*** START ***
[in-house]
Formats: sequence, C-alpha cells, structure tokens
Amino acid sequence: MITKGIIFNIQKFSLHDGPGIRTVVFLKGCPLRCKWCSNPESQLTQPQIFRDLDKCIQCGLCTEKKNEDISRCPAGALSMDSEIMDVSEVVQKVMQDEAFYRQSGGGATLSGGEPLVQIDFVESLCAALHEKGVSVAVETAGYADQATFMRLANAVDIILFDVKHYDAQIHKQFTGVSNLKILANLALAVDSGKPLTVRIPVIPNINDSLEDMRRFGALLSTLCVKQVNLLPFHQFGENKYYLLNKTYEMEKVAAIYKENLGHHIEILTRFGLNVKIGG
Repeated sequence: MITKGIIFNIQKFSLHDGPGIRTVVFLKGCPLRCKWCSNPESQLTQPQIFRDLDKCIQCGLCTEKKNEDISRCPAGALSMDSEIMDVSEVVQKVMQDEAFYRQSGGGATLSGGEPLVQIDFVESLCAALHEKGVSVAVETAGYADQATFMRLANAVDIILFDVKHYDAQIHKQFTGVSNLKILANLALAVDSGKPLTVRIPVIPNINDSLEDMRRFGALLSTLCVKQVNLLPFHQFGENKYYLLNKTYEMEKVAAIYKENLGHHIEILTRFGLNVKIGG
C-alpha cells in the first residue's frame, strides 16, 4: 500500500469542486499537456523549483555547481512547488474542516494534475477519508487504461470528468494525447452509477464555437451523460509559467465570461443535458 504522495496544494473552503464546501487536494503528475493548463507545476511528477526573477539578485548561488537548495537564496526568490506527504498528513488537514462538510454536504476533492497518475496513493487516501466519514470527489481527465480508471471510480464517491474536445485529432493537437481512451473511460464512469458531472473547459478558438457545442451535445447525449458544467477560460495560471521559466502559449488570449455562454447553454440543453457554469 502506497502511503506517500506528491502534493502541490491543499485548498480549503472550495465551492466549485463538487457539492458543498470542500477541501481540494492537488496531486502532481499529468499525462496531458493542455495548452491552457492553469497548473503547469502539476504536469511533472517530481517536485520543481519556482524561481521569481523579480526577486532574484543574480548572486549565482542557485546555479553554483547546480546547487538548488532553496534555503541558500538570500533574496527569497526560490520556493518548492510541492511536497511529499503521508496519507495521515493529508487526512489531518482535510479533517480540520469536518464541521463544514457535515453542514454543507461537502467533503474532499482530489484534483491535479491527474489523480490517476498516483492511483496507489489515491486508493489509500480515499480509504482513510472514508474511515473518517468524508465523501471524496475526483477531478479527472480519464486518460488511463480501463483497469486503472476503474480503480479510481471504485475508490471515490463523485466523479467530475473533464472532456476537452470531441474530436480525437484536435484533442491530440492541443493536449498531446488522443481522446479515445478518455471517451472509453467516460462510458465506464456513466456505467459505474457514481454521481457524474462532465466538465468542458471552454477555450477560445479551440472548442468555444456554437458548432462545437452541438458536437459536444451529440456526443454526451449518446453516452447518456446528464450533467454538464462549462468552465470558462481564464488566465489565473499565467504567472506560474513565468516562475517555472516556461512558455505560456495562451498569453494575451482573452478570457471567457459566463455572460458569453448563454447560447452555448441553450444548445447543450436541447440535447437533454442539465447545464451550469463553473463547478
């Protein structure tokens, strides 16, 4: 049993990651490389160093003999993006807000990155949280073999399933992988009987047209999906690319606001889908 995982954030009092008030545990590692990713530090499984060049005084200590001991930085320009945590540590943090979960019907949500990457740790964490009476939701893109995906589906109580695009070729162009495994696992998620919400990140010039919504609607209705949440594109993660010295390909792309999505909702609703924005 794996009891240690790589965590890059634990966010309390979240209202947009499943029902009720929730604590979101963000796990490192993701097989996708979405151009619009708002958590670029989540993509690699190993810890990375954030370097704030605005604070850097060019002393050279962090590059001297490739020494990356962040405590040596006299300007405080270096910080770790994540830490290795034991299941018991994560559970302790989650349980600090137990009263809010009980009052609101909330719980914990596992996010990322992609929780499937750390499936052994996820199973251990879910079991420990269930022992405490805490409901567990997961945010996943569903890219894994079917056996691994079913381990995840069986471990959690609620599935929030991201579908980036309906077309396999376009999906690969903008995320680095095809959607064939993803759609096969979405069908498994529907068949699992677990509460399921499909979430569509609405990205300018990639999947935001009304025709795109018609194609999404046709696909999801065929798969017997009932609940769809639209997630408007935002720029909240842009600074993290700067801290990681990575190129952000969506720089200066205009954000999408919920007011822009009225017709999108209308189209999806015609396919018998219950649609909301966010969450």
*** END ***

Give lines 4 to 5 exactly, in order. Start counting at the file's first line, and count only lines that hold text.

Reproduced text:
Repeated sequence: MITKGIIFNIQKFSLHDGPGIRTVVFLKGCPLRCKWCSNPESQLTQPQIFRDLDKCIQCGLCTEKKNEDISRCPAGALSMDSEIMDVSEVVQKVMQDEAFYRQSGGGATLSGGEPLVQIDFVESLCAALHEKGVSVAVETAGYADQATFMRLANAVDIILFDVKHYDAQIHKQFTGVSNLKILANLALAVDSGKPLTVRIPVIPNINDSLEDMRRFGALLSTLCVKQVNLLPFHQFGENKYYLLNKTYEMEKVAAIYKENLGHHIEILTRFGLNVKIGG
C-alpha cells in the first residue's frame, strides 16, 4: 500500500469542486499537456523549483555547481512547488474542516494534475477519508487504461470528468494525447452509477464555437451523460509559467465570461443535458 504522495496544494473552503464546501487536494503528475493548463507545476511528477526573477539578485548561488537548495537564496526568490506527504498528513488537514462538510454536504476533492497518475496513493487516501466519514470527489481527465480508471471510480464517491474536445485529432493537437481512451473511460464512469458531472473547459478558438457545442451535445447525449458544467477560460495560471521559466502559449488570449455562454447553454440543453457554469 502506497502511503506517500506528491502534493502541490491543499485548498480549503472550495465551492466549485463538487457539492458543498470542500477541501481540494492537488496531486502532481499529468499525462496531458493542455495548452491552457492553469497548473503547469502539476504536469511533472517530481517536485520543481519556482524561481521569481523579480526577486532574484543574480548572486549565482542557485546555479553554483547546480546547487538548488532553496534555503541558500538570500533574496527569497526560490520556493518548492510541492511536497511529499503521508496519507495521515493529508487526512489531518482535510479533517480540520469536518464541521463544514457535515453542514454543507461537502467533503474532499482530489484534483491535479491527474489523480490517476498516483492511483496507489489515491486508493489509500480515499480509504482513510472514508474511515473518517468524508465523501471524496475526483477531478479527472480519464486518460488511463480501463483497469486503472476503474480503480479510481471504485475508490471515490463523485466523479467530475473533464472532456476537452470531441474530436480525437484536435484533442491530440492541443493536449498531446488522443481522446479515445478518455471517451472509453467516460462510458465506464456513466456505467459505474457514481454521481457524474462532465466538465468542458471552454477555450477560445479551440472548442468555444456554437458548432462545437452541438458536437459536444451529440456526443454526451449518446453516452447518456446528464450533467454538464462549462468552465470558462481564464488566465489565473499565467504567472506560474513565468516562475517555472516556461512558455505560456495562451498569453494575451482573452478570457471567457459566463455572460458569453448563454447560447452555448441553450444548445447543450436541447440535447437533454442539465447545464451550469463553473463547478